Spinner Rack: Mysterius #1, Hellblazer #250, Captain Britain #9

Mysterius #1

Mysterius #1

I liked this setup — a grumpy real mystic in today’s society — and the characters, especially his assistant Ella, who’s a skeptic and yet three-dimensional and very cool. And I like the work of the creators, Jeff Parker and Tom Fowler, a lot. But these days, when I’m so far behind on my reading that I’m just now talking about a Christmas comic (below), why would I buy a six-issue miniseries? I’d much rather have the eventual book collection.

However, this is good enough to not want to wait. Magic is real, but unpredictable, and Mysterius’ motives are disconcerting at best, possibly uncaringly malicious. The dialogue is very strong and the art more than ably supports it. There’s a preview at the publisher’s website, and more information at the writer’s blog.

Hellblazer #250

Hellblazer #250

Neat idea, to get some impressive creators to do holiday stories featuring the grand grumpy git of comics. And it’s the first Vertigo title to reach that milestone number, which roughly equates to over 20 years the series has been running. That’s pretty darn impressive.

It’s a shame that I just don’t like the character enough to truly relish seeing stories by writers Dave Gibbons, Jamie Delano, Brian Azzarello, Peter Milligan, and China Mieville and artists Sean Phillips, David Lloyd, Eddie Campbell, and others. I’m old-fashioned enough that I don’t want magic and demons and nasty people on Christmas. I know lots of people have a more jaded take on that time of year, and I hope they enjoyed this much more. There’s a preview at the publisher’s website.

Captain Britain and MI: 13 #9

Captain Britain #9

The problem with big magical threats is that no matter how hard you work to make the ending seem meaningful, the likelihood is that it’s going to come across as “they all tried really hard and believed in themselves.” And so this does. I liked this book because of the characters, but when they’re all split up during most of the issue, that appeal is lacking.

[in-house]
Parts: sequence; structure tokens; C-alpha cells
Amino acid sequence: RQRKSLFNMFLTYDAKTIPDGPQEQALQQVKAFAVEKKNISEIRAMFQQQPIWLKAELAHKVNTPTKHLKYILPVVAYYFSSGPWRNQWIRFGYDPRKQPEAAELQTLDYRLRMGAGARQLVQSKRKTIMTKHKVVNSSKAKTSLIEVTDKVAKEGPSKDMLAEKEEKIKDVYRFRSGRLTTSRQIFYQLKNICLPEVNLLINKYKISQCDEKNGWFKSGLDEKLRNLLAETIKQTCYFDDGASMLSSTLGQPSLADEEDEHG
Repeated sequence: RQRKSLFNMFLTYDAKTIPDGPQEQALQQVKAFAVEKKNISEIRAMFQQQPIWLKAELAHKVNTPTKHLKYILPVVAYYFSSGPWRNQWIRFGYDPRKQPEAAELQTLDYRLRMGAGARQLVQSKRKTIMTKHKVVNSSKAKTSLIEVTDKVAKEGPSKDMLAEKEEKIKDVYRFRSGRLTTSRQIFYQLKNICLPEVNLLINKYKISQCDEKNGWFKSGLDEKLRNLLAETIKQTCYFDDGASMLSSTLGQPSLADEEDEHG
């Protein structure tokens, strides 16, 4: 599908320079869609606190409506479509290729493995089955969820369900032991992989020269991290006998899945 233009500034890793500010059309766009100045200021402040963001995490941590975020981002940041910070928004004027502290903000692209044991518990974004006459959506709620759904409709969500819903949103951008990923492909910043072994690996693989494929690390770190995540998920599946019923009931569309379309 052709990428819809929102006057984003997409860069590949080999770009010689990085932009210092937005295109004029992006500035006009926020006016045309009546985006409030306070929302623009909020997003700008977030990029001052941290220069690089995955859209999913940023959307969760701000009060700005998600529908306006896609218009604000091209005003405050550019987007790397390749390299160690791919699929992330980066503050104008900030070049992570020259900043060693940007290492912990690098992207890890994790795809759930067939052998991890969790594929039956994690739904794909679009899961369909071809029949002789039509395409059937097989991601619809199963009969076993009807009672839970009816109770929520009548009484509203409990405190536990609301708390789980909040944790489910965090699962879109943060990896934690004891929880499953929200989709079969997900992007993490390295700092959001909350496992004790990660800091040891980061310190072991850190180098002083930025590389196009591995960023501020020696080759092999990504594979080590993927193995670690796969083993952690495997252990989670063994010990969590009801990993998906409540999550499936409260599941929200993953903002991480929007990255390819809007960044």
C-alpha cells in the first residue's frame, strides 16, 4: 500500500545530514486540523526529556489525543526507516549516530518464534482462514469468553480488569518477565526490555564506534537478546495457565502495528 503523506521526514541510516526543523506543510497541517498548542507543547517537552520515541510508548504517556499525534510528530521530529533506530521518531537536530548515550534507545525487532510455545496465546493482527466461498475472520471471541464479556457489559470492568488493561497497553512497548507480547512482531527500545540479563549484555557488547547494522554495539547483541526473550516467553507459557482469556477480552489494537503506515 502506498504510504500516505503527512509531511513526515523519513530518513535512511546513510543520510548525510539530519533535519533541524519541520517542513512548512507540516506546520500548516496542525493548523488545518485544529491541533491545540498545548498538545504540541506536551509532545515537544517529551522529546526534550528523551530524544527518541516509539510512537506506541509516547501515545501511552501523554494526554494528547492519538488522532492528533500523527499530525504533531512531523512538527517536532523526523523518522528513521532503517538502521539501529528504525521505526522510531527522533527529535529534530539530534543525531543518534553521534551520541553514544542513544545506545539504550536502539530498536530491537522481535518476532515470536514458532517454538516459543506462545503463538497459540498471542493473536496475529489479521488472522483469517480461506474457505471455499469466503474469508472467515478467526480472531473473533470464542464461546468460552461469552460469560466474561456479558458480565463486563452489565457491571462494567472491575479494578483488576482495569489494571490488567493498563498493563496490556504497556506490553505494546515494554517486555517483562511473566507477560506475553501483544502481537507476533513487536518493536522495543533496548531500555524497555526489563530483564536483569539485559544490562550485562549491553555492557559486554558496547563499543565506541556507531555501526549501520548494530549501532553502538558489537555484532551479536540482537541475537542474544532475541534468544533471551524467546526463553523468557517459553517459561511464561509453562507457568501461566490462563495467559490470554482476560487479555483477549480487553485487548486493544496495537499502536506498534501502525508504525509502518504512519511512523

The interesting part about this issue is foreshadowed on the cover, which would have been better suited to last issue. And the hint here is really just a repeat of what happened then. The new relationship feels rushed and presented ham-handedly, given Lady J’s “Doesn’t that make things more interesting?” It sounds as though she’s talking to the reader, which I didn’t care for. Then the final page is meant to be a cliffhanger, only it’s already been revealed in solicitation copy, and it’s perhaps the most over-used guest star ever. So I guess the bloom is off the rose for this series for me. I hope next issue sparks things up again.


4 Responses to “Spinner Rack: Mysterius #1, Hellblazer #250, Captain Britain #9”

  1. Periscope Studio » No mystery to us. Says:

    […] excellent reviews for issue 1, like this and this. Here. And here. And also here. Not to mention here or here or here. Oop, almost forgot about here and here and […]

  2. Journalista - the news weblog of The Comics Journal » Blog Archive » Jan. 27, 2009: With great power comes great liability Says:

    […] [Review] Various titles Link: Johanna Draper Carlson […]

  3. Spinner Rack: Blue Monday, Love & Capes #9, Mysterius #3, The Scrapyard Detectives #4, The Wind Raider #1 » Comics Worth Reading Says:

    […] wanted more of what I liked about the first issue. The characters, especially the interaction of the two leads, are what interest me, but this issue […]

  4. Spinner Rack: Exiles #1, Captain Britain #12, Hercules #127 » Comics Worth Reading Says:

    […] problem with it remains: not enough team interaction. Instead, we get exposition. And big mystical plans that ultimately […]




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